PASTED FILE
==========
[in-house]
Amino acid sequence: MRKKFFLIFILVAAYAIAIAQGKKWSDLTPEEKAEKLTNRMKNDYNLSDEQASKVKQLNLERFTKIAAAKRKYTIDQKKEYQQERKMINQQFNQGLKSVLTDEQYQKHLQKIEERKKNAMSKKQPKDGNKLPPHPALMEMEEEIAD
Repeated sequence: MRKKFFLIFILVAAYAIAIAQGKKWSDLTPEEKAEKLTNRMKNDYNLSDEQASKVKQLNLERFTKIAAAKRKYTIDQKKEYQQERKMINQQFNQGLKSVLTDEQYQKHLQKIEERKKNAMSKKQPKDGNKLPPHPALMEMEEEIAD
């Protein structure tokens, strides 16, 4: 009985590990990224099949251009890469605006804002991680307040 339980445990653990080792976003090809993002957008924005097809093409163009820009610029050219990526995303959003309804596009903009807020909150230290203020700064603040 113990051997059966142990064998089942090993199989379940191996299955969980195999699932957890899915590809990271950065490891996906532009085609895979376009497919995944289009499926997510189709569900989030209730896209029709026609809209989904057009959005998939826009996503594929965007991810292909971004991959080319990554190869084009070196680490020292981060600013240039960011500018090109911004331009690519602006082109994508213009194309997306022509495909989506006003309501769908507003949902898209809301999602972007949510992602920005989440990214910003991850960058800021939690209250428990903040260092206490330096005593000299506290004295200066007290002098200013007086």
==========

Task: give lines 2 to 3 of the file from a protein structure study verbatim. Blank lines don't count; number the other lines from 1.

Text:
Amino acid sequence: MRKKFFLIFILVAAYAIAIAQGKKWSDLTPEEKAEKLTNRMKNDYNLSDEQASKVKQLNLERFTKIAAAKRKYTIDQKKEYQQERKMINQQFNQGLKSVLTDEQYQKHLQKIEERKKNAMSKKQPKDGNKLPPHPALMEMEEEIAD
Repeated sequence: MRKKFFLIFILVAAYAIAIAQGKKWSDLTPEEKAEKLTNRMKNDYNLSDEQASKVKQLNLERFTKIAAAKRKYTIDQKKEYQQERKMINQQFNQGLKSVLTDEQYQKHLQKIEERKKNAMSKKQPKDGNKLPPHPALMEMEEEIAD